If you are looking for Mister Clean in all this you will probably need to abandon your thesis; this is where the Russians and Americans were unscrupulous to the same measure.
One may be misled, thinking that all this support and creation of alliances was free-of-charge, in pursuit of ideological supremacy. Wrong! Where I come from, there is a saying, “every market has its madman and thieves”. We often focus on the antics of the madman while the thief goes about his business.
This market also had the madman and the thief. While our madmen in Africa were picking up the leftovers, the thieves in the west and the east were having a field day. Our madmen were crazy about war toys; they bought more tanks than tractors and imported maize from the US and the USSR to feed their people.
In some places the state took over all businesses as well as industrial activities. Mining and other similar activities became a state affair. Their motive: placing wealth in the hands of the citizens.
Did it happen? No, of course not! They placed inept managers at the helm. Their only credentials consisted of the fact that they were party faithful or were related to the ruling class. Technical cooperation came from China and Russia and the bulk of the produce was shipped back for a song.
If, on the other hand, it was free enterprise, concessions went to western companies leveraged by their government and corrupt intelligence agents.
Either way, the North benefited and the South sunk further into the abyss of poverty, remaining forever hopeful that the pie lodged somewhere in the sky would someday drop and one would at least have some crumbs to live on.
On the occasion of the disintegration of the Soviet Union (SU) and the consequent demise of the iron curtain as the Cold War period is known, the balance of power tilted towards the West.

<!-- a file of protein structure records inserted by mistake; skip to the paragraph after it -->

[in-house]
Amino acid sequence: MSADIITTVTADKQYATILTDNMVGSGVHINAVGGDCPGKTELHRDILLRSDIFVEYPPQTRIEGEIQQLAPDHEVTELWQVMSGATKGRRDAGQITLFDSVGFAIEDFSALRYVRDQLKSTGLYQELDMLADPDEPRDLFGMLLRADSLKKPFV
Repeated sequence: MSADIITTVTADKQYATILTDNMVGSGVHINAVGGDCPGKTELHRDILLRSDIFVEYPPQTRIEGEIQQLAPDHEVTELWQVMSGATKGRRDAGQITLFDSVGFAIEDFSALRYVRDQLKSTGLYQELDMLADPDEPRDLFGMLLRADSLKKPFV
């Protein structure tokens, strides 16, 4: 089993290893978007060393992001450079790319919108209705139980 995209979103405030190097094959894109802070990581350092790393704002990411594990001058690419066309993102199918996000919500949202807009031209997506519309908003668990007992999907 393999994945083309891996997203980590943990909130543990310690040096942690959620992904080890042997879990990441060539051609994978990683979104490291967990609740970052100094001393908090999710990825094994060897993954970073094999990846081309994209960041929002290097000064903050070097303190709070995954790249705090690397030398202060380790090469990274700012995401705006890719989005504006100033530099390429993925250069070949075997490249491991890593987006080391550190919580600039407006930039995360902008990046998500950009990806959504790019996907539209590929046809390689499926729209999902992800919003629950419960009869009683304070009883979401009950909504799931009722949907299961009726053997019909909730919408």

What followed was the West’s endeavour to destroy the structures of the SU that existed in parts of Africa and beyond. At the same time the attention of the public in the West was no longer occupied with the cold war, Germans were now unified and the villain next door was long-gone and buried.
The rest of Europe no longer felt threatened and the Americans were basking in the glory of their new-found world domination as the premier military and economic power. So the Bretton Woods institutions woke up to a new era.
They begun to carry out debt collection, but had no police. Fortunately for them, Big Brother was there; all he had to do was flex his muscles a little and the weak would whimper.
They did not just call in the loans; they introduced new conditions as well, and the West was having a field day. Nobody cared to know whether these conditions were appropriate or fair. At the time, all things western were appropriate and nothing else mattered.
It did not matter whether there was market failure in rural Africa, people were malnourished and poor, what mattered was what the man in a pony tail with a brown leather bag wanted, they must pay for medicines, they must pay for schools. While this was being enforced, Europe where incomes were no where comparable with Africa was making their school system free, compulsory and accessible to all. While in Africa human capital growth was curtailed by more than 80 percent in the late eighties and early nineties due to high cost of education at all levels including higher and tertiary education.